Burma

Dog Lovers Outraged by Reports of Canine Meat Sales

By Kyaw Hsu Mon 6 April 2015

RANGOON — Local canine lovers and senior municipal officials are outraged at reports that dog meat is being surreptitiously sold out of a number of street restaurants in Yankin Township.

Shop owners in the vicinity of the Kabar Aye Pagoda Road and Sethmu Road intersection say that the vendors are catering to laborers on a nearby construction project.

“I dare not eat it, and I don’t sell it,” said Ma Zar, a shop owner in the area. “Some shops are selling them, but secretly. There are some people killing dogs for meat and others taking dog corpses left from car accidents, cooking them and selling them to customers.”

Pyi Hein Taw, a 17-year-old Rangoon local, told The Irrawaddy he had taken it upon himself to investigate one of the shops.

“They were usually selling in the evening and at night to construction site workers,” he said. “Sometimes they sell it cooked and sometimes raw.”

The Irrawaddy visited shop owners around the construction area and confirmed the sale of dog meat at a number of establishments. One seller, who declined to identify himself, said that he had been selling smoked dog meat due to a shortage in recent days from his restaurant’s supplier.

“They said some of the meat came from Mingalar Taung Nyunt, and some from Pazundaung,” he said.

The restaurants appear to be servicing laborers from the Hoang Anh Gia Lai Group construction near the Sedona Hotel, a US$440 million development encompassing a hotel, commercial space and luxury condominiums, slated for completion in 2016.

Rangoon has a population of stray dogs running into the thousands, with locals in many streets taking collective care of local dogs. There is a general taboo against the consumption of dog meat across much of the country. News of the sale of dog meat in Rangoon this week prompted an outcry on Facebook, with users roundly condemning the practice.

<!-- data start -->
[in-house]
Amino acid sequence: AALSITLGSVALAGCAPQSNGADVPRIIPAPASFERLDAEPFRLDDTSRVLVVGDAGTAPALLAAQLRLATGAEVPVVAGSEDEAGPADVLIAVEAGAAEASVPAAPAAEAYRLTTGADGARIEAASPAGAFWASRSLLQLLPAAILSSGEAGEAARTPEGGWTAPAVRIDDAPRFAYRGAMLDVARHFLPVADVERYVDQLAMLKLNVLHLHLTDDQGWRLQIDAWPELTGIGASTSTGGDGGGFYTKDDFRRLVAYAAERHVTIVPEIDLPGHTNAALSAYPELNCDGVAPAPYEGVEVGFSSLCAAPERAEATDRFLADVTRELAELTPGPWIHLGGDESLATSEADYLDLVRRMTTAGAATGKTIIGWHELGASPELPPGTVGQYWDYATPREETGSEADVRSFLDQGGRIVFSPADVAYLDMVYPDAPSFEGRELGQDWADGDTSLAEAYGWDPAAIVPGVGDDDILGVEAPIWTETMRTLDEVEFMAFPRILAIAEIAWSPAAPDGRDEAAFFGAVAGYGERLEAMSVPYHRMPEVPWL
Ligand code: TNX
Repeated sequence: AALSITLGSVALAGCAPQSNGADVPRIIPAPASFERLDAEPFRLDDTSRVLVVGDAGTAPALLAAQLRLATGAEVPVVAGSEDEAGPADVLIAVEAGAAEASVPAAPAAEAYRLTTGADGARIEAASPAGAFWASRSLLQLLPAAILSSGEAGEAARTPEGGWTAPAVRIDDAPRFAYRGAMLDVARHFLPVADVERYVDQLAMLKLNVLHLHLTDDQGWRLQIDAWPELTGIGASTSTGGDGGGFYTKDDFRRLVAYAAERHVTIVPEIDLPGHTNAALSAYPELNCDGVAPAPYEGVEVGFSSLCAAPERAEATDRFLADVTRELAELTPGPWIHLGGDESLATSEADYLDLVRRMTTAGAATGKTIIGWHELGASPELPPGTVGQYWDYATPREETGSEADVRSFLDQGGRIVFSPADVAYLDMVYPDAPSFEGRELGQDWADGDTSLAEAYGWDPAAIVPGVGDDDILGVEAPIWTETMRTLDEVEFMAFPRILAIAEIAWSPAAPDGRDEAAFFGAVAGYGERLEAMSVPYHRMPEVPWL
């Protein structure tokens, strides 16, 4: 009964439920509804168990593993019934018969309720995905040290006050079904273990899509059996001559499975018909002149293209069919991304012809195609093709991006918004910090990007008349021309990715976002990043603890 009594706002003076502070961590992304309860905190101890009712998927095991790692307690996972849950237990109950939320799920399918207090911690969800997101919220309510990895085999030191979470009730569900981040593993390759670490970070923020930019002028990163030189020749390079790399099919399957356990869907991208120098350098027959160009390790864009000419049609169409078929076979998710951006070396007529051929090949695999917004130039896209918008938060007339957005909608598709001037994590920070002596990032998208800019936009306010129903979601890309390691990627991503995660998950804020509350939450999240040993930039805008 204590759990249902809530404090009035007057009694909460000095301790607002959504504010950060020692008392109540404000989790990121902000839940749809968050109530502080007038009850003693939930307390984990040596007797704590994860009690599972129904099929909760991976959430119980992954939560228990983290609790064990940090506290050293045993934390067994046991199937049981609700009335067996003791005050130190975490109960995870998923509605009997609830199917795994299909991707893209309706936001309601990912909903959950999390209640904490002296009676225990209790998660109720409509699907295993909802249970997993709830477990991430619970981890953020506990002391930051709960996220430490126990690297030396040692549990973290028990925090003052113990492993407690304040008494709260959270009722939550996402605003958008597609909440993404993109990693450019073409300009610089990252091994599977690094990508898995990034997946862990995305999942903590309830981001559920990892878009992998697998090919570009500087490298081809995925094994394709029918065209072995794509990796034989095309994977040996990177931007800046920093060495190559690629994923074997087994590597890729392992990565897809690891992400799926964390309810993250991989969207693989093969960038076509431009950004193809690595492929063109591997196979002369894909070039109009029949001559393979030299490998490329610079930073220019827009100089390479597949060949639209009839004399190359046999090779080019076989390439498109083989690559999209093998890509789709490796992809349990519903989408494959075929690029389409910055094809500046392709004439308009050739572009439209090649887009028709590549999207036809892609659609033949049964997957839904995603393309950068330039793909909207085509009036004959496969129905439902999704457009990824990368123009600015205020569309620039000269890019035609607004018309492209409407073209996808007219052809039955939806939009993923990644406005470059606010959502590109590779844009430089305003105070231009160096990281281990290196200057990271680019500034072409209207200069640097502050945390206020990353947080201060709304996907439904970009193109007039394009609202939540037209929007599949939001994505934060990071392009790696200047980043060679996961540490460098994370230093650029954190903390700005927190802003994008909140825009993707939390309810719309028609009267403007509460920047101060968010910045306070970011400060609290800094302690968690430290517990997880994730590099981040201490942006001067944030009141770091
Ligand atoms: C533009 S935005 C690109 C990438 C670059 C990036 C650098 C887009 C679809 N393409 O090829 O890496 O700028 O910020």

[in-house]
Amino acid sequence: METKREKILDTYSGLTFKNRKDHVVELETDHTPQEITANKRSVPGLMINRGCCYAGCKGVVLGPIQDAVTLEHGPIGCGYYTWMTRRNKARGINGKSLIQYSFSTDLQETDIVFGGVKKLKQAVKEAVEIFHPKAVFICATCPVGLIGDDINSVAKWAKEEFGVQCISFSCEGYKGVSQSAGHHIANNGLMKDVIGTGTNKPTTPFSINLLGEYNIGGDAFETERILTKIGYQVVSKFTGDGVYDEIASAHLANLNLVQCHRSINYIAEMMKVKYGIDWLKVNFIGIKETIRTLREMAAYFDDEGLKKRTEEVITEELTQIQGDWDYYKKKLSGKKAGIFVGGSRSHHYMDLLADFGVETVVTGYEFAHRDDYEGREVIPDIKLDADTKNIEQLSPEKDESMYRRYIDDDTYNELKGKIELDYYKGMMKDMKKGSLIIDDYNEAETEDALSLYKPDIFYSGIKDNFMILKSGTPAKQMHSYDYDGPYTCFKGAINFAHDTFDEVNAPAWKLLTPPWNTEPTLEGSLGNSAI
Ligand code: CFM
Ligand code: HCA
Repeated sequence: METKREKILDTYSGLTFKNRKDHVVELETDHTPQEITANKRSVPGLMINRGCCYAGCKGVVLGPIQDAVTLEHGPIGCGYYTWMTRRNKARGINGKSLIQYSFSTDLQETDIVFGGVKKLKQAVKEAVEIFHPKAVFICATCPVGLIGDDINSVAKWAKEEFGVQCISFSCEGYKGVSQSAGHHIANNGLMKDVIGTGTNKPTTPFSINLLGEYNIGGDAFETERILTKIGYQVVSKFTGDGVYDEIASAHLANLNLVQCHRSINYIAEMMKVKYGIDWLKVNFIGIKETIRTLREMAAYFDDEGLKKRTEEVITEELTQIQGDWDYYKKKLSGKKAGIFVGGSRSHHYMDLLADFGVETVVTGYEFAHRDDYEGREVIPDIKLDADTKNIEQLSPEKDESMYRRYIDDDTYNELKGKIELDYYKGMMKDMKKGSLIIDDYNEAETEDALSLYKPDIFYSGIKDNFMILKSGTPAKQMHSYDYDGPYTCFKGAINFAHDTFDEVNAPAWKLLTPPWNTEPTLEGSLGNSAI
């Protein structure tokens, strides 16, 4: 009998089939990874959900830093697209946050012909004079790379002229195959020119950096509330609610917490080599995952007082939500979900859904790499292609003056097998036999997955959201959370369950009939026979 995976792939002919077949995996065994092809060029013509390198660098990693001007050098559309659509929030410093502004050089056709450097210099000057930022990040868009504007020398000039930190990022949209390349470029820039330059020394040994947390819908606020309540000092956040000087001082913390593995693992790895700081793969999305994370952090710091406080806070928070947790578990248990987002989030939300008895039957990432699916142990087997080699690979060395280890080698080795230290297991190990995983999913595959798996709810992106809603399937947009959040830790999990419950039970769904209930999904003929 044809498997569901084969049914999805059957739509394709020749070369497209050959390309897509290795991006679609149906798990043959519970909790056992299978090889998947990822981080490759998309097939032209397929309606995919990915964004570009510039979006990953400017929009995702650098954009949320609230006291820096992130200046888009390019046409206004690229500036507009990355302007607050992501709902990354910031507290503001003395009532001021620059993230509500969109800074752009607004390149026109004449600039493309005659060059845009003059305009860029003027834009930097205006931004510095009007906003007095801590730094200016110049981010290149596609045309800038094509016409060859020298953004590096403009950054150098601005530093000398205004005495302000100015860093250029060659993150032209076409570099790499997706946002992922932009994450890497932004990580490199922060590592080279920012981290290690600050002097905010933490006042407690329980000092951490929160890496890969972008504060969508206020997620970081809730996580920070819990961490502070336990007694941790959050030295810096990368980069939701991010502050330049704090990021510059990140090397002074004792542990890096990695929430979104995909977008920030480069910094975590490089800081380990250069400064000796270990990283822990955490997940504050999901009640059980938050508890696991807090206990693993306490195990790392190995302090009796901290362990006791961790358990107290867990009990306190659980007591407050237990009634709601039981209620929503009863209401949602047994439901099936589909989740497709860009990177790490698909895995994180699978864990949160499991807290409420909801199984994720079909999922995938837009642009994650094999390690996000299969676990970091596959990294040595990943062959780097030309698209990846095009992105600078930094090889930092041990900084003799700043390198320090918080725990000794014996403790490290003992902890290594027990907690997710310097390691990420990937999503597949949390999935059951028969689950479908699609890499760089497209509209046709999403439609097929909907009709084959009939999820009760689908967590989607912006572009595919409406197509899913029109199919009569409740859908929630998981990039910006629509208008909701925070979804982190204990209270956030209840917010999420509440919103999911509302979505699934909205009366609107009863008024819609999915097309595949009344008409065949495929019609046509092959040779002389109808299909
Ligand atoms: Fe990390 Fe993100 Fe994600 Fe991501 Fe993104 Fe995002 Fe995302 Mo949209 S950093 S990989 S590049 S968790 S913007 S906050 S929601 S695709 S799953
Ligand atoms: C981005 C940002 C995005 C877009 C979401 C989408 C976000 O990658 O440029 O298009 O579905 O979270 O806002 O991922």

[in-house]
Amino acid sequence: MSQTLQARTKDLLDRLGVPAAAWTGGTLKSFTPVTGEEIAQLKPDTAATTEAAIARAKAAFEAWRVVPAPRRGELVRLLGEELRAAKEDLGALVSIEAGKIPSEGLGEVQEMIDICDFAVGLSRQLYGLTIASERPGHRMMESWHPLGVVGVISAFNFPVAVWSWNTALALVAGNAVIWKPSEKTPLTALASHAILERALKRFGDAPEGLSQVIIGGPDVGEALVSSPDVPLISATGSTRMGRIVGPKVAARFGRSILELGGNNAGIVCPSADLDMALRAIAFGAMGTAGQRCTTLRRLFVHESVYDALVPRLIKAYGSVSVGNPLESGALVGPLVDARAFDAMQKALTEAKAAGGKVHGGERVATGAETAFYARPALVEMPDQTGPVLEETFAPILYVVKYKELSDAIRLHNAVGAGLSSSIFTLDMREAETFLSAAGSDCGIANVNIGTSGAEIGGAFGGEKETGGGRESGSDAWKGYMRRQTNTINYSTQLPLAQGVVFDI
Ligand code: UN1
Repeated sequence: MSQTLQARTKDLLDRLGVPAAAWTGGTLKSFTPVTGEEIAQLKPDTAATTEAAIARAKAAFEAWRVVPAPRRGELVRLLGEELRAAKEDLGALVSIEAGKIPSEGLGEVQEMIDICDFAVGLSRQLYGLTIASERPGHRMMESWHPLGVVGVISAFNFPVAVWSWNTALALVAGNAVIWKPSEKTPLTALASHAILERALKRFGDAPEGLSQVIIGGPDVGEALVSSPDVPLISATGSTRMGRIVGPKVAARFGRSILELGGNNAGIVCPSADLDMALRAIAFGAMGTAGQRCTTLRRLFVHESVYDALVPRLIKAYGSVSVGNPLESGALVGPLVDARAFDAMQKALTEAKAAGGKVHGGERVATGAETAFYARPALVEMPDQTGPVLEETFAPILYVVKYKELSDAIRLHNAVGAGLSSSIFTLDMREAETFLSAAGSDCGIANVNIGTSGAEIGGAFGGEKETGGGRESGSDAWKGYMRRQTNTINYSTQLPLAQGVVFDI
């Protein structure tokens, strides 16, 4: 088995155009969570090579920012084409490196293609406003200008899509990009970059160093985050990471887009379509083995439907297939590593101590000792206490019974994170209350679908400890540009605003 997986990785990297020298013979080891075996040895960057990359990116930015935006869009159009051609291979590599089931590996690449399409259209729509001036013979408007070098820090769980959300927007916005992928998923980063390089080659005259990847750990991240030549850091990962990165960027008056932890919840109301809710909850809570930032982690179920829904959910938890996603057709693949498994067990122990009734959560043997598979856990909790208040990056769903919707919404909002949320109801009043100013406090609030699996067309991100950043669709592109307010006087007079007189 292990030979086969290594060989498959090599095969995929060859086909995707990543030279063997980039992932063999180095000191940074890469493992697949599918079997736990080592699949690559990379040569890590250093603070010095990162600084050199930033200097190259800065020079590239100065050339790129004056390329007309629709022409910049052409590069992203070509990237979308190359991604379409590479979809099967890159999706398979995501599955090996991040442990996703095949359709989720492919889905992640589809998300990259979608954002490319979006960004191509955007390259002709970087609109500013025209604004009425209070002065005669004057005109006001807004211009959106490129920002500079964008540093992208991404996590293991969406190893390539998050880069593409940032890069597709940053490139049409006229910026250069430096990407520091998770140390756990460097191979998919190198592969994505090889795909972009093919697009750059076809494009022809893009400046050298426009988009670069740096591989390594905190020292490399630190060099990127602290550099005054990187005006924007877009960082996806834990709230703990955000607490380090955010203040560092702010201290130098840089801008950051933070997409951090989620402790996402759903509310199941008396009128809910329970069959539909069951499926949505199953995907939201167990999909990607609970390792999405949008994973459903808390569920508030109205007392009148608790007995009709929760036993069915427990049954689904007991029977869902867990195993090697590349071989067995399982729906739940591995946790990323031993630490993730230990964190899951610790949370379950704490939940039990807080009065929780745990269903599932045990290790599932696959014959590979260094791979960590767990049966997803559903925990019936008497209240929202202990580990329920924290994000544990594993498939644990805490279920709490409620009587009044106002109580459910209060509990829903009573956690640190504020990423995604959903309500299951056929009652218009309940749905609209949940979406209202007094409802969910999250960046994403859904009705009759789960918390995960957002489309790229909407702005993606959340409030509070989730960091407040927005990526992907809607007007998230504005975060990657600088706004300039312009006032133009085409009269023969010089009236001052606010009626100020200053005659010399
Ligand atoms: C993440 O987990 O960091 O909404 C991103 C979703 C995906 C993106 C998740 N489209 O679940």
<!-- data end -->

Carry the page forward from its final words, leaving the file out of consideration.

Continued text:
Myat Thet Mon, owner of a shelter for stray dogs in Thanlyin Township, said she was appalled that people in Rangoon had been eating canine meat.

“It’s so brutal. They shouldn’t be ordering dog meat from street sellers, it is not legal and the government should do something about it,” she said. “I am so angry to hear this news,” she said.

She expressed concern that the government will decline to take the issue seriously, given recent campaigns to poison and kill stray dogs living on the streets of Rangoon.

Khin Hlaing, a western district member of the Yangon City Development Committee (YCDC), said that municipal authorities has not issued and licenses for butchers to sell dog meat in Rangoon.

“They absolutely should not do it,” he said. “We will take serious action if it is true. I know that the YCDC has taken action against stray dogs in the past, but this is another issue. Dogs are not for eating.”

He added that the YCDC would consider taking criminal action against the vendors if it was possible.

Pe Tike Aung, the Bahan Township YCDC chairman, which borders the location of the restaurants, confirmed that his office would investigate the street vendors on Monday evening.

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